Defining and detecting “racism” is difficult. If I have negative thoughts about racial groups, but never express them or act on them, am I racist? If I’m an editor at a publication that publishes personal essays about life experience, if I primarily publish minority authors because I find the minority experience to be a rich subject for description, am I racist?
These questions could go on all day, with any one of a number of tricky edge cases illustrating that racism is a somewhat foggy concept, despite its perennial place in the national discourse. As a result, the divergence in extant definitions of “racism” is striking.
Currently, there appear to be two competing definitions of racism vying for mainstream popularity. The first is a classical, limited definition of racism: explicit prejudicial acts towards a person based on their (real or perceived) biological grouping. The second is inflected by concepts of social justice and power struggles: Racism is the exercise or expression of racially prejudicial societal power.
Under the second definition, it’s coherent to at least claim that white people are the only racists in America, because white people arguably hold the most institutional power. As Rohn Kenyatta writes in Black Agenda Report : “Racism, inherently, implies power; Black People in America have virtually no institutional power.” Similar claims are advanced by social justice oriented associations like the Alberta Civil Liberties Research Center , whose page links to other examples.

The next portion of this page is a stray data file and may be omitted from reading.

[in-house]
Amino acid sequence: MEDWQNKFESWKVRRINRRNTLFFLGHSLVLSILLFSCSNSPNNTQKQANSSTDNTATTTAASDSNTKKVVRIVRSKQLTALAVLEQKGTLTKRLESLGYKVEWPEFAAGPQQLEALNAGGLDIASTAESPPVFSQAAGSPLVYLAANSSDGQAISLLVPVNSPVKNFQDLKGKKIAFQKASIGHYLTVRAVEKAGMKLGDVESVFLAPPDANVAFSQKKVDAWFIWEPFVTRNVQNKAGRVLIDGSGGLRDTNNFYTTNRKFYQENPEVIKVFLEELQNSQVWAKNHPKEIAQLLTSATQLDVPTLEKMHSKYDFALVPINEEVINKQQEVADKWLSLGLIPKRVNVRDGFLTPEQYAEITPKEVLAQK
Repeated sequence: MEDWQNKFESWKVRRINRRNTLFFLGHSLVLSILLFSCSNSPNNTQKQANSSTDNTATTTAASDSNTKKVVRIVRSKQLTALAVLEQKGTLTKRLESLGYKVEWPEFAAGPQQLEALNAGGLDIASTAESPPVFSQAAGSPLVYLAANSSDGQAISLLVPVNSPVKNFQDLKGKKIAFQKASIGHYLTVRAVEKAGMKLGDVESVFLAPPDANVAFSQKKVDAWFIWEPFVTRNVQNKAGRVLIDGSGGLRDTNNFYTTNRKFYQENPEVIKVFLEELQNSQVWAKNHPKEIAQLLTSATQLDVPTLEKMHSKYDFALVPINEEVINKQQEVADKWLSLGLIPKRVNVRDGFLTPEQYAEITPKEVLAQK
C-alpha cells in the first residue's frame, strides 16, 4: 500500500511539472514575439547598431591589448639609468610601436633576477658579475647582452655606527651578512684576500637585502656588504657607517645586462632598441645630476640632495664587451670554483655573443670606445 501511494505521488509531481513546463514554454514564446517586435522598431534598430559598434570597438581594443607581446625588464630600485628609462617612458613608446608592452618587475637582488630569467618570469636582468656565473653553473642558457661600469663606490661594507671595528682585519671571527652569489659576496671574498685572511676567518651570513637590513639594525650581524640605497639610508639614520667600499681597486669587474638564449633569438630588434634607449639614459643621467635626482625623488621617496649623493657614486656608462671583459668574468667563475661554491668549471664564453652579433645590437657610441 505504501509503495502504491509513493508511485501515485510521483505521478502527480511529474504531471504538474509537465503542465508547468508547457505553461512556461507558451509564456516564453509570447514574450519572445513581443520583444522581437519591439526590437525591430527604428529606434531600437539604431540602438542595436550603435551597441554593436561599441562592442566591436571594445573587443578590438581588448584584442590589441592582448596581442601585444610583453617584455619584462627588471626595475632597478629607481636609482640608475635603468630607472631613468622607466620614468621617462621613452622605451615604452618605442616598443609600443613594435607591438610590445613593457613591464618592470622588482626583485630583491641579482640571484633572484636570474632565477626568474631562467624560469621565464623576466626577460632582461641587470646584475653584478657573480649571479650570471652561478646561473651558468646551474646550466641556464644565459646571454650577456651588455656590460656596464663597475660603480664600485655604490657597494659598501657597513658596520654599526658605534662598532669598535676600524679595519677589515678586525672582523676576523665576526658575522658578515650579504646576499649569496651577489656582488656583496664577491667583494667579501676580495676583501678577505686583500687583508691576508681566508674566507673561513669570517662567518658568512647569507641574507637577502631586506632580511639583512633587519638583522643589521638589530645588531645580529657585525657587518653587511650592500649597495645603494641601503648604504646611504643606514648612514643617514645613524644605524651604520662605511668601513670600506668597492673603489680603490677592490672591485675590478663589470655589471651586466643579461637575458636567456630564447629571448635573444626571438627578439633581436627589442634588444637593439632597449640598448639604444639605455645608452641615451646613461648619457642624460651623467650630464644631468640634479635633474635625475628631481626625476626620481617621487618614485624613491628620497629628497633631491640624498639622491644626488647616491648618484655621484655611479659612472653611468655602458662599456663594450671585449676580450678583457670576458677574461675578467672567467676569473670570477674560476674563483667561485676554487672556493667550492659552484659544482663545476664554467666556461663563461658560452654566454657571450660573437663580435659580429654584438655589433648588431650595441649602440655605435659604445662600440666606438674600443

Now, the case gets thornier once we proceed to the individual level: If I’m a black judge and I’m racist towards a white convict, don’t I have institutional power? Does my grouping really matter in that case? Nevertheless, you could sensibly claim that whites have the plurality of institutional power, and thus inflect the justice system in ways that benefit their interests.
However, why muddy the waters by adding all of this conceptual weight to the word “racism?” Why not introduce another term to the lexicon and leave the original word alone? (Some progressives have done this by distinguishing “structural racism” from the plain article.) It seems like there’s only one practical reason to do this: to demonize a group of people because some of them hold the majority of institutional power, and excuse everyone who isn’t in that group. In other words, to make white people the bad guys.
Under the common-sense definition, matters are simpler. It is manifestly untrue that only whites commit racist acts in America. Beyond small-scale everyday racist incidents that go unrecorded, we can point to historical events like the 1991 Crown Heights riots , in which black residents violently retaliated against the local Jewish community after a local Rabbi accidentally struck and killed a black child with his car. A more recent example comes from 2017, when four black youths in Chicago tortured a white peer while chanting “F*** white people” while streaming the event on the Internet.
So, ultimately, the evaluation of this claim is simple. If you want to claim that anti-white racist acts don’t count as racism, then you need to radically change the definition of racism to villainize white people and excuse everyone else from culpability. But if you’re using plain language, everyone can be racist. And since racism only goes down, bigotry up is tacitly allowed, fostering division. The addition of the power dimension for racism has taken the eye off the legitimate inaccuracy and fallacy of bigotry. Since only whites can be racist and all whites are racist, anti-racism means anti white by these definitions
What do you think?